Marco Barbosa,of eSolidar, discusses how his company was set up to allow philanthropy and business to co-exist
In May 2014, we officially launched what we call a “solidarity ecosystem”, so that technology could empower social impact (and vice-versa), connecting and engaging the different actors of the social economy.
eSolidar is a two-sided online marketplace that combines charities and their communities, by offering easy ways to raise funds and awareness to amazing charitable causes.
We found that what's currently wrong with charitable giving and fundraising is that approximately 90% of all donations go to 5% of UK charities. Individuals and the corporate sector struggle to navigate the complexity of the charity world, with more than 80% of small- and medium-sized charities struggling to raise the funds they need to survive.
Many charities have yet to fully grasp the opportunity that technology offers, both to enhance their fundraising strategies, and to boost their ability to engage with individual and corporate donors.
In a world where hotels, music, gaming and taxi cabs have all been disrupted by socially based systems using technology, why has the charity sector not done so, too? Why aren’t we effectively leveraging the mutual desire from celebrities, brands, companies and consumers to expand their commitment to social responsibility? And how do we centralise the fragmented field of charitable giving?
We decided to try to bridge the gap by allowing people to shop, sell and donate to their favourite charitable causes. At the same time, the platform enables charities to diversify their fundraising base and reach new audiences through online charity shops, donations and special charity auctions with celebrities/brands.
Our goal is to provide a platform that enables all members of the charitable community — particularly the charities themselves, as well as individuals and the corporate sector — to transact in a single marketplace. By consolidating the interaction between these groups, we expect that it will enable charities to increase their resources and help individual and corporate donors to make informed choices about how and which causes they should/want to support.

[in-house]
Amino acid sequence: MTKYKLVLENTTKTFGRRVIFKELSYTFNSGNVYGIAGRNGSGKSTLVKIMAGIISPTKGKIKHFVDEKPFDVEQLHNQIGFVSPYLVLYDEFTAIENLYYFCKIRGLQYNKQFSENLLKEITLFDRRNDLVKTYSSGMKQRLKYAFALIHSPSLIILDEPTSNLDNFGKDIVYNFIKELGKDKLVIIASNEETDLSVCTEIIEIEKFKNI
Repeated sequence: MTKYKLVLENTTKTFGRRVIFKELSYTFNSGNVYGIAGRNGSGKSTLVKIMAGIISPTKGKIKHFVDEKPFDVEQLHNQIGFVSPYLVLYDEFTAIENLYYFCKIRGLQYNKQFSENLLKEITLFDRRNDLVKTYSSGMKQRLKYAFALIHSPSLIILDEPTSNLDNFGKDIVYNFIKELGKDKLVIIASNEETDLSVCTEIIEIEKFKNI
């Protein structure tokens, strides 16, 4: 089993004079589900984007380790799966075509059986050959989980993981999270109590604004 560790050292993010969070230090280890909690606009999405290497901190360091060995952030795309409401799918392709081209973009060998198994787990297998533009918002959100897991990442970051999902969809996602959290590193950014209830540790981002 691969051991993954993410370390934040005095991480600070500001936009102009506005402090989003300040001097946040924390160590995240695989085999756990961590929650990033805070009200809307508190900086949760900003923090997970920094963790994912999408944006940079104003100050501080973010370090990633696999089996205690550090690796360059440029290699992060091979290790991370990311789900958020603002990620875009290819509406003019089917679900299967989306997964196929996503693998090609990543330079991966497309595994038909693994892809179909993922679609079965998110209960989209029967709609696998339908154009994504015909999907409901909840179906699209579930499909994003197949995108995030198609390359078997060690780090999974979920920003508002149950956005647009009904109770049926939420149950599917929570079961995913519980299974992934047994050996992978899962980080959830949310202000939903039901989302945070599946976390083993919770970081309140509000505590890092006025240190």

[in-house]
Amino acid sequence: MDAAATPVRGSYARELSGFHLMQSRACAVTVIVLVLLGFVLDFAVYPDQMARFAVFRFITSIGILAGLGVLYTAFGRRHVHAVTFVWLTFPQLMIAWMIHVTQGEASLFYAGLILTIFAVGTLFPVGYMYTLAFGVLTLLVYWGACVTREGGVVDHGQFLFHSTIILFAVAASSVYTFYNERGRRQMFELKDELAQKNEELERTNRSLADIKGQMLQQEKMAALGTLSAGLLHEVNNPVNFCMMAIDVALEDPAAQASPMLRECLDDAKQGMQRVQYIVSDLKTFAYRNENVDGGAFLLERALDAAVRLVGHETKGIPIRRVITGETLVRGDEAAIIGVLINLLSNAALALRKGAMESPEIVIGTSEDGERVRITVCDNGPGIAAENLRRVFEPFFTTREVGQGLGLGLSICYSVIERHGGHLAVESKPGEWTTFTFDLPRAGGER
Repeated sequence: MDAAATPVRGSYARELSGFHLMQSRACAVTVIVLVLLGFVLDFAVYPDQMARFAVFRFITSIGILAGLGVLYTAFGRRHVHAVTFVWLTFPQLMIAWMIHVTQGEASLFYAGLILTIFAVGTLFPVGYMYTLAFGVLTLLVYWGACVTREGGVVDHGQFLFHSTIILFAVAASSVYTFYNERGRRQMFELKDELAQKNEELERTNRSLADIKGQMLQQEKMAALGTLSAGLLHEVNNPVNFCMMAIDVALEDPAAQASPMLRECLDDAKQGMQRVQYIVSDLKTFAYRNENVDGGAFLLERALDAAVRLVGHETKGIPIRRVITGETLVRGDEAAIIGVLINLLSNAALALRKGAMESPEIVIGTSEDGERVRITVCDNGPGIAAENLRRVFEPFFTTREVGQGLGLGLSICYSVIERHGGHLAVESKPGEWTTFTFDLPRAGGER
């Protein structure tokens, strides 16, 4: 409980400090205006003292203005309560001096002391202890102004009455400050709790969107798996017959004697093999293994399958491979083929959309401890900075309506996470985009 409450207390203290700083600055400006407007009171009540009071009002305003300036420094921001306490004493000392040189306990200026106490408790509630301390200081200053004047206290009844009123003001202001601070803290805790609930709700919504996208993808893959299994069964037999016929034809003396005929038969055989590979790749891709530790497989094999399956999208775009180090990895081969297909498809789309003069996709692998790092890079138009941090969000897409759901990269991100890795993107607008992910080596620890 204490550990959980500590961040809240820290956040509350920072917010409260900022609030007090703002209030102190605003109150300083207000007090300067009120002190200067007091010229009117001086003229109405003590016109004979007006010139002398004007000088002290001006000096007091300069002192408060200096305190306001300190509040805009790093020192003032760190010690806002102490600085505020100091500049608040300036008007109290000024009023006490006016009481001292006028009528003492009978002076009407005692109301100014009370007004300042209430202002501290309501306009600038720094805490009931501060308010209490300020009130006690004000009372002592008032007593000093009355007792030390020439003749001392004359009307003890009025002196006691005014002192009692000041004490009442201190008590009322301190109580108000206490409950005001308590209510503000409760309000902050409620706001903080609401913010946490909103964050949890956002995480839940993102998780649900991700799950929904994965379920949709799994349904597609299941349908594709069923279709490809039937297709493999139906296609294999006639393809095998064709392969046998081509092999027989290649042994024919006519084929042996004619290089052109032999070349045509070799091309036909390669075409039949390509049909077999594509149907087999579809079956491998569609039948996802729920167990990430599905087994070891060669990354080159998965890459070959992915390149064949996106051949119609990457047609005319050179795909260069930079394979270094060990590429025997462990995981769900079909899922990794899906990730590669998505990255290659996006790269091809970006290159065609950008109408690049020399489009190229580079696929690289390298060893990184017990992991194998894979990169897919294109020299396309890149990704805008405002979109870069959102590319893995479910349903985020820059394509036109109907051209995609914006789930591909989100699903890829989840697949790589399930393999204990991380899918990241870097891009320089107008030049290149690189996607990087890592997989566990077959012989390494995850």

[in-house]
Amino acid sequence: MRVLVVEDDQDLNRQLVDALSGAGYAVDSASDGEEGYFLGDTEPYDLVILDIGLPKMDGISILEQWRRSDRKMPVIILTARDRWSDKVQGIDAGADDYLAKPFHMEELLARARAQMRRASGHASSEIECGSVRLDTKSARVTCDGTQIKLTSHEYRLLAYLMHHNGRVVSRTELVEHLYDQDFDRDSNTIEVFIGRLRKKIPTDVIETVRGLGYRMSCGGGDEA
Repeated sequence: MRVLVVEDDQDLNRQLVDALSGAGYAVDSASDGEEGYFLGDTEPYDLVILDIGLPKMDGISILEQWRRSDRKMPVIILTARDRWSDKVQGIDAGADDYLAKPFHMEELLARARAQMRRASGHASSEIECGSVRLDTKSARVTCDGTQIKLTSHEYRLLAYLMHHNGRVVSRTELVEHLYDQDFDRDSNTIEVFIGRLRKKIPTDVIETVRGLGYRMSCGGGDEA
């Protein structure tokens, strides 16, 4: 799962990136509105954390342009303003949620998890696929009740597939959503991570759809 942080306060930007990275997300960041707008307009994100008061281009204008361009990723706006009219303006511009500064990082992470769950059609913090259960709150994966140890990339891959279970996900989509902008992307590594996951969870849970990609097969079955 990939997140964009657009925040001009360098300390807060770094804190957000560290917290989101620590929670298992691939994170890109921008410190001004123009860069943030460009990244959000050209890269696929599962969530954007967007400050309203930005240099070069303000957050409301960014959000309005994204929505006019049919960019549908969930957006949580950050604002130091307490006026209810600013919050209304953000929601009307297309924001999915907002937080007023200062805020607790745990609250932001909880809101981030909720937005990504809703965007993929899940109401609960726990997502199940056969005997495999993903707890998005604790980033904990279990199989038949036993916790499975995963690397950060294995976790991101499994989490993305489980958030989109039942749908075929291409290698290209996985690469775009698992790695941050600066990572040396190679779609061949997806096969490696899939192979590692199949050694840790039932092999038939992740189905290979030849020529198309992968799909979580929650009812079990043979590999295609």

These income sources don’t compete with those that small charities normally tap into, and they allow charities to connect to potential supporters already registered on eSolidar. So, rather than promoting competition between the bigger and smaller charities, there is a chance to connect with and tap into a community of people who care.
“We’ve seen how digital has disrupted the music industry, taxis and how we consume media. Surely the same mechanisms of personal choice, connection and user reviews can only benefit small charities," says Devi Clark on The Huffington Post.
It’s a nice theory but does it work?
Within the past two years, we are fortunate to have a community of close to 40,000 people and to have supported more than 700 charities. We had the privilege to work with partners like Impact Hub, Rock in Rio, TAP, Delta and Vodafone, among others in order to empower their brand awareness and employee engagement. We’ve been working with several music festivals and have done initiatives involving 100-plus celebrities, including Cristiano Ronaldo, Elton John, Johnny Depp, Mark Knopfler, Maroon 5, Metallica, Muse and Lady Gaga.
Furthermore, we’ve been selected by the European Youth Award as the Best Business Potential 2014, and by Forbes 30 Under-30 in Europe for Social Entrepreneurship earlier this year, which gives us confidence that we are on the right track.
“If they carry on this rate, maybe eSolidar will inspire a revolution in online fundraising. That’s certainly a good news story for all of us!” said Mike Zywina of GoodNewsShared.